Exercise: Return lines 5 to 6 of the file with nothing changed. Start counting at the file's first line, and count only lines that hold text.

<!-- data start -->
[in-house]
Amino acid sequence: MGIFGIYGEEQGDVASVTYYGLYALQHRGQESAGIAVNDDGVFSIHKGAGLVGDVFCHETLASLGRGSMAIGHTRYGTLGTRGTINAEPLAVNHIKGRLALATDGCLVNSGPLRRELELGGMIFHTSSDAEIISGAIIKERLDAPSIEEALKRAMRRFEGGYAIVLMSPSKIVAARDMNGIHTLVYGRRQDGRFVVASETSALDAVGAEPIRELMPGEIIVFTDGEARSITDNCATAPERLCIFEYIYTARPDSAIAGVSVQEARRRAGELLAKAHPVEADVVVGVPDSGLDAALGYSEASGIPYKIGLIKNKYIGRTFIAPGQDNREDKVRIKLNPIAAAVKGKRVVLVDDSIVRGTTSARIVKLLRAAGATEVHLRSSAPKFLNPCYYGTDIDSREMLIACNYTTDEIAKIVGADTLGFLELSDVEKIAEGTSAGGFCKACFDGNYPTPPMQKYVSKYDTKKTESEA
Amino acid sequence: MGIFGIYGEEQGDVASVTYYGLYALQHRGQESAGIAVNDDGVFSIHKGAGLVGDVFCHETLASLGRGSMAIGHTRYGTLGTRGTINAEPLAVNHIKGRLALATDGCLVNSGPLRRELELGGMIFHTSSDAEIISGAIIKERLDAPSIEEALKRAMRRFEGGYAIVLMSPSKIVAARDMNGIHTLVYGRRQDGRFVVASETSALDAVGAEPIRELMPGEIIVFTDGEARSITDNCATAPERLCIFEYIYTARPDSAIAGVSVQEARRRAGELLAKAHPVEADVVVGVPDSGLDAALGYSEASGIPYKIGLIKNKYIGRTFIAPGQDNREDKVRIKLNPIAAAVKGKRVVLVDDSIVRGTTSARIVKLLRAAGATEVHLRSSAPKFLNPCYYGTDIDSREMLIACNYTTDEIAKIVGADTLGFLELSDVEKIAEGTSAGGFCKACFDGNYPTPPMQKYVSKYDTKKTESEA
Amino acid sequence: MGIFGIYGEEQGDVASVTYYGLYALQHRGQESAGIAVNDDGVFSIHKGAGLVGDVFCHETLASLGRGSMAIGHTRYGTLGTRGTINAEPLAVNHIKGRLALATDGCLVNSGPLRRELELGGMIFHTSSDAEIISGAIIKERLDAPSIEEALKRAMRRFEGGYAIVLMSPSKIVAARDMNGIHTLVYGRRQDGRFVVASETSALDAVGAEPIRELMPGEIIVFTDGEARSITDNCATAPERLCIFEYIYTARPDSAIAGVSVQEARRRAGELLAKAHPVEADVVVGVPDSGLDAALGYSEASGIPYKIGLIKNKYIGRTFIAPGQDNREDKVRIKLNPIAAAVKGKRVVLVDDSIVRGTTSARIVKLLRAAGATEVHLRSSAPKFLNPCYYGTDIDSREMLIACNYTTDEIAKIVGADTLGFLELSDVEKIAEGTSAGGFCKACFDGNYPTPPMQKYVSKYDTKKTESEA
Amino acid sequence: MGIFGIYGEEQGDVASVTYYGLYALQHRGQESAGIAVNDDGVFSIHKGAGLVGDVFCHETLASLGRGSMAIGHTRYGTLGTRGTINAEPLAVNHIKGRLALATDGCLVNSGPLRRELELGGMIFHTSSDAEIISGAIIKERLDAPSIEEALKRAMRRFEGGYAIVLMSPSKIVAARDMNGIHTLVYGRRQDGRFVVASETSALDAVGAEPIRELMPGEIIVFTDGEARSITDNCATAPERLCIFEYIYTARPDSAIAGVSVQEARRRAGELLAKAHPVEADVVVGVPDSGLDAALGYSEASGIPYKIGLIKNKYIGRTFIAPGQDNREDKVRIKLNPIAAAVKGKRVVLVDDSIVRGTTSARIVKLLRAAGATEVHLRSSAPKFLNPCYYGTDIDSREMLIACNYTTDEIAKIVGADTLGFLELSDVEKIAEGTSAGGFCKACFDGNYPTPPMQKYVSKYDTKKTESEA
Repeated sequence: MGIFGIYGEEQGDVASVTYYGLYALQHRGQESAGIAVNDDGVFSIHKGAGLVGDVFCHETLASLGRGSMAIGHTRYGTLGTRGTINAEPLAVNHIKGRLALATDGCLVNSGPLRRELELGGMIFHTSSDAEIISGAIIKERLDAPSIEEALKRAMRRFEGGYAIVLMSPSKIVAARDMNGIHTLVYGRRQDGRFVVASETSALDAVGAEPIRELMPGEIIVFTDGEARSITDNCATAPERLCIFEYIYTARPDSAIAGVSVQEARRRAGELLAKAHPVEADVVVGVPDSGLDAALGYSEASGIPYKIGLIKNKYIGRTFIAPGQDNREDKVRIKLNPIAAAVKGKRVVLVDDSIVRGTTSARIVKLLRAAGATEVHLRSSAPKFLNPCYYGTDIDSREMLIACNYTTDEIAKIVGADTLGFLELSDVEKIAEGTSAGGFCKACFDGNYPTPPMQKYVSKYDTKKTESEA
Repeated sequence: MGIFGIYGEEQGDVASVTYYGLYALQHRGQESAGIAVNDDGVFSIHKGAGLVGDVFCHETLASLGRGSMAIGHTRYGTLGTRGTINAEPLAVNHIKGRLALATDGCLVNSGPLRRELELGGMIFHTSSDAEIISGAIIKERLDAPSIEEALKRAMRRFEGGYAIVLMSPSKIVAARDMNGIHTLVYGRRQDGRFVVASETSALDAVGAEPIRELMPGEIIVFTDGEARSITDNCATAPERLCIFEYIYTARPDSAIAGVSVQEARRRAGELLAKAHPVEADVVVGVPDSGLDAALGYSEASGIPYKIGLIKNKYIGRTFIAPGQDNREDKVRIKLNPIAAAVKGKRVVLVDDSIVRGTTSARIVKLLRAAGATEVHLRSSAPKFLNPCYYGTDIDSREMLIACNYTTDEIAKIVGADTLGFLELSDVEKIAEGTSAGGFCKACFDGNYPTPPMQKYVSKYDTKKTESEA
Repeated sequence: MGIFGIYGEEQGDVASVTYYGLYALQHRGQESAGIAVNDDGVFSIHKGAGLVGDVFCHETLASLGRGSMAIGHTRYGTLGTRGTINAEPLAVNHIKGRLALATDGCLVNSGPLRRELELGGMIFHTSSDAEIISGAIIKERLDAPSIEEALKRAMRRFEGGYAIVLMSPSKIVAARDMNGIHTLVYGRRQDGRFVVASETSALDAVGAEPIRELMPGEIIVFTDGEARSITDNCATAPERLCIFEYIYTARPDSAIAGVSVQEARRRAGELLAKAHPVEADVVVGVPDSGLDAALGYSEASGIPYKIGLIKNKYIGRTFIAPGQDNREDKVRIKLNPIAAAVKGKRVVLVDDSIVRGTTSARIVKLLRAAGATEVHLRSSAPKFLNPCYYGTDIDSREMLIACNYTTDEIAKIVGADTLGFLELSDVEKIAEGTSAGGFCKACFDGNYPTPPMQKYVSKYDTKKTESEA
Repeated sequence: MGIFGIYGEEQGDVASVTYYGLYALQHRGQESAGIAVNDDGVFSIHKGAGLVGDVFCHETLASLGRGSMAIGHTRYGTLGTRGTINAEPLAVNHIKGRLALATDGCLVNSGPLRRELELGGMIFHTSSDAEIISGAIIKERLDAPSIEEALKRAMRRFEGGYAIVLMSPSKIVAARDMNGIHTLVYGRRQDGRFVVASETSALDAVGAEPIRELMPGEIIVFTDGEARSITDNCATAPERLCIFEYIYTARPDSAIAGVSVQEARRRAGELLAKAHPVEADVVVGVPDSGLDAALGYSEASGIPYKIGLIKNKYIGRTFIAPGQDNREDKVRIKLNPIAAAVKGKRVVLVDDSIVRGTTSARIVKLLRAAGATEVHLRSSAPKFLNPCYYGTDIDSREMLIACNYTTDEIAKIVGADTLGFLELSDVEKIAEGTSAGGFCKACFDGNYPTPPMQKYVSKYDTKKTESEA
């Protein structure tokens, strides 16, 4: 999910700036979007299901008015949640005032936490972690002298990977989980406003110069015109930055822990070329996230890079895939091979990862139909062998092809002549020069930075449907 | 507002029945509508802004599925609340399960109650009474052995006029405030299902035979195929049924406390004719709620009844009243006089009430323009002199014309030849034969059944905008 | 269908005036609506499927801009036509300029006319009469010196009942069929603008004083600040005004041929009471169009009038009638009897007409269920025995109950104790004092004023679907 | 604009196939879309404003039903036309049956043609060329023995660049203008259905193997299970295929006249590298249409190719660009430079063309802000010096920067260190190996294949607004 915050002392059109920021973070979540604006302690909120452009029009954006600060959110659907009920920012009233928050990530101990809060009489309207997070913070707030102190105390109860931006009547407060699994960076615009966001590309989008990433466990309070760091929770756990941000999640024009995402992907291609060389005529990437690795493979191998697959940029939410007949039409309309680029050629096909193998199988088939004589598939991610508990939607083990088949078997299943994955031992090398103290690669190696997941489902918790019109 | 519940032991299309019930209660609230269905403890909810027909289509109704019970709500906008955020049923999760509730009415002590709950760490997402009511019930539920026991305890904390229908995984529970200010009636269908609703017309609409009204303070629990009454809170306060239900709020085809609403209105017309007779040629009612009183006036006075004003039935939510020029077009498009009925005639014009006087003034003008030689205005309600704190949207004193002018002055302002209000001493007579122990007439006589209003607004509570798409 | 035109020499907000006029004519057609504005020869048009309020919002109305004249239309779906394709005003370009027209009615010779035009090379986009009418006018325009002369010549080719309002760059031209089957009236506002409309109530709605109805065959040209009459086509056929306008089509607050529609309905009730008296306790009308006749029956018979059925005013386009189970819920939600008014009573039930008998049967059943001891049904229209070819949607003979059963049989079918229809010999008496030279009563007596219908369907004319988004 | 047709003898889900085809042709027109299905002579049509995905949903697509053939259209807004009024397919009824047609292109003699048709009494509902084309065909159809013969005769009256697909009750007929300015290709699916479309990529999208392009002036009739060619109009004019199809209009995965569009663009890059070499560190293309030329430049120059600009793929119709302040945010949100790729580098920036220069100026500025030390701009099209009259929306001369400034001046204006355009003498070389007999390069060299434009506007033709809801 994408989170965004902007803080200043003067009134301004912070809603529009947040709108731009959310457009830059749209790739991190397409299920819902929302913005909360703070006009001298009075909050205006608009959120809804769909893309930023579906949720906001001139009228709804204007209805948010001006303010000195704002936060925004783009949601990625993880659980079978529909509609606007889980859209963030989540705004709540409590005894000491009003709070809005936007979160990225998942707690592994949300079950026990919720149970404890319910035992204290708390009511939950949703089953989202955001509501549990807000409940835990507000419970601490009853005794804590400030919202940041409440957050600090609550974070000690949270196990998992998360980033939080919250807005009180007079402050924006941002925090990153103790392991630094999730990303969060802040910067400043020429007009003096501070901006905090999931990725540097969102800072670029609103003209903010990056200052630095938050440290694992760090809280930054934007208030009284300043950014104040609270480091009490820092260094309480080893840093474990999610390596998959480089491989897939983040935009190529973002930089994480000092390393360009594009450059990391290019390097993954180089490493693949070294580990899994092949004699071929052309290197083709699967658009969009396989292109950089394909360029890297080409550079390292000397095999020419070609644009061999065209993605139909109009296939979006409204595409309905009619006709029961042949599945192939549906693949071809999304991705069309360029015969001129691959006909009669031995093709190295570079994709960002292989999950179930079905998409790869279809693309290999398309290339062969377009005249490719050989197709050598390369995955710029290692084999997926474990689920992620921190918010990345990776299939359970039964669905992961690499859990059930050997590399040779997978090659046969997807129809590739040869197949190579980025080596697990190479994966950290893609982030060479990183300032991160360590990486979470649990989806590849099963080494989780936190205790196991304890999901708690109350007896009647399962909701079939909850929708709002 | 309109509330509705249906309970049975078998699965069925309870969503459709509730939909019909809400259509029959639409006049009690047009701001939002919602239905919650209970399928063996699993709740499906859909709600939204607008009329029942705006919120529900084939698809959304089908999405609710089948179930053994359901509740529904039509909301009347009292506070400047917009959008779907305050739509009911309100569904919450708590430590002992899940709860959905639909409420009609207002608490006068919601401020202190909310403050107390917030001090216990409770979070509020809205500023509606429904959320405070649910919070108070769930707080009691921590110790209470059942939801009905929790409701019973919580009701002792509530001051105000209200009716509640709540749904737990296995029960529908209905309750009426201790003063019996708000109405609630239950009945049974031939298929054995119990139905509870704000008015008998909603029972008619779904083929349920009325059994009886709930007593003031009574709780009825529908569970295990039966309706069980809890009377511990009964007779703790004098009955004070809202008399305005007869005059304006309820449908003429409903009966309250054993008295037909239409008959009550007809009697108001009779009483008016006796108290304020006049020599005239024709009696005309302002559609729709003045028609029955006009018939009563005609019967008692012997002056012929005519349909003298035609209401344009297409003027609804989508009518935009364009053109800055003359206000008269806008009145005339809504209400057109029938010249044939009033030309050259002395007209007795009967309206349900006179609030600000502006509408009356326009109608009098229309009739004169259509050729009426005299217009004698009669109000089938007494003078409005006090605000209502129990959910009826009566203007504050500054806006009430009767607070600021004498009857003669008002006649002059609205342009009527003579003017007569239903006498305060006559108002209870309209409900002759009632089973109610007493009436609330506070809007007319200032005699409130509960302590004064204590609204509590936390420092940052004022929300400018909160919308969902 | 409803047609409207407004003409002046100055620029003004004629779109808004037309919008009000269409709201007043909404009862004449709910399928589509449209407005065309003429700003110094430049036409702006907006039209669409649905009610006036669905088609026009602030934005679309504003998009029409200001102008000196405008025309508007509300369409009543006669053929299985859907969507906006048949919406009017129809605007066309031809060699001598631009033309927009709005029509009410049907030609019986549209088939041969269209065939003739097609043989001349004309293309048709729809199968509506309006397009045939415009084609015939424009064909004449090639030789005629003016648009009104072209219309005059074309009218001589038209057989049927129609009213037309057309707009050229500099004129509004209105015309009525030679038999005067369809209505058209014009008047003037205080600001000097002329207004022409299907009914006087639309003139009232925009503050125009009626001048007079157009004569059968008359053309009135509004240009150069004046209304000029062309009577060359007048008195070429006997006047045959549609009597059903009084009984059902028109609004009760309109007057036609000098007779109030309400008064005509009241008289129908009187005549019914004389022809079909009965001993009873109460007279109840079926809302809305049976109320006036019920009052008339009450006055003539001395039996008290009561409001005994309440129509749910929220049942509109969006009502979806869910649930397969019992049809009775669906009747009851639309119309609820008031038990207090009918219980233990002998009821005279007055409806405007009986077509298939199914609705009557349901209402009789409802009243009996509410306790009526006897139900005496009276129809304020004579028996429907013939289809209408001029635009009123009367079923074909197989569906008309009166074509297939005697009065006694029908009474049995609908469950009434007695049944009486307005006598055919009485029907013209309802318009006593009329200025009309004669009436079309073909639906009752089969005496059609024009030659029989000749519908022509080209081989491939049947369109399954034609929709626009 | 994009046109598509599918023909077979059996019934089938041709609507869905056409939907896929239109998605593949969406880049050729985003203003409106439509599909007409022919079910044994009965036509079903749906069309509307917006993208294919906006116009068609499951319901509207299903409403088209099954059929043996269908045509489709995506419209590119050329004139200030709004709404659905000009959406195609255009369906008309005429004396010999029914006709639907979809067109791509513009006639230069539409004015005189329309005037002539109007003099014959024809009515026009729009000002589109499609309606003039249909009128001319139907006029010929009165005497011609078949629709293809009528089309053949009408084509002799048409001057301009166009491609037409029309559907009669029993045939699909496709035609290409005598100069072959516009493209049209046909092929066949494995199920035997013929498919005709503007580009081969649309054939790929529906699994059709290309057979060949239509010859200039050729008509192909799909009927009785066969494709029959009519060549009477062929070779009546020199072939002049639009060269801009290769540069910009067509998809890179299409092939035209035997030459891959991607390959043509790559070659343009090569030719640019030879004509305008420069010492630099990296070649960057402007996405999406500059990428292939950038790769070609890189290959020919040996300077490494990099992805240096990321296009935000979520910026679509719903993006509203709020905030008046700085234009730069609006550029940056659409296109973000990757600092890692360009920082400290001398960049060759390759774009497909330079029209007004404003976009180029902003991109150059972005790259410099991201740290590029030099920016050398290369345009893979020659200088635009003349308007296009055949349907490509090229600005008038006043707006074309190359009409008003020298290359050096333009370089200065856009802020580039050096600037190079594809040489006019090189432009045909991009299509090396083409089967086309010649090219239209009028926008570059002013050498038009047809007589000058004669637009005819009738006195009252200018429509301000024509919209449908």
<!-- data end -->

Amino acid sequence: MGIFGIYGEEQGDVASVTYYGLYALQHRGQESAGIAVNDDGVFSIHKGAGLVGDVFCHETLASLGRGSMAIGHTRYGTLGTRGTINAEPLAVNHIKGRLALATDGCLVNSGPLRRELELGGMIFHTSSDAEIISGAIIKERLDAPSIEEALKRAMRRFEGGYAIVLMSPSKIVAARDMNGIHTLVYGRRQDGRFVVASETSALDAVGAEPIRELMPGEIIVFTDGEARSITDNCATAPERLCIFEYIYTARPDSAIAGVSVQEARRRAGELLAKAHPVEADVVVGVPDSGLDAALGYSEASGIPYKIGLIKNKYIGRTFIAPGQDNREDKVRIKLNPIAAAVKGKRVVLVDDSIVRGTTSARIVKLLRAAGATEVHLRSSAPKFLNPCYYGTDIDSREMLIACNYTTDEIAKIVGADTLGFLELSDVEKIAEGTSAGGFCKACFDGNYPTPPMQKYVSKYDTKKTESEA
Repeated sequence: MGIFGIYGEEQGDVASVTYYGLYALQHRGQESAGIAVNDDGVFSIHKGAGLVGDVFCHETLASLGRGSMAIGHTRYGTLGTRGTINAEPLAVNHIKGRLALATDGCLVNSGPLRRELELGGMIFHTSSDAEIISGAIIKERLDAPSIEEALKRAMRRFEGGYAIVLMSPSKIVAARDMNGIHTLVYGRRQDGRFVVASETSALDAVGAEPIRELMPGEIIVFTDGEARSITDNCATAPERLCIFEYIYTARPDSAIAGVSVQEARRRAGELLAKAHPVEADVVVGVPDSGLDAALGYSEASGIPYKIGLIKNKYIGRTFIAPGQDNREDKVRIKLNPIAAAVKGKRVVLVDDSIVRGTTSARIVKLLRAAGATEVHLRSSAPKFLNPCYYGTDIDSREMLIACNYTTDEIAKIVGADTLGFLELSDVEKIAEGTSAGGFCKACFDGNYPTPPMQKYVSKYDTKKTESEA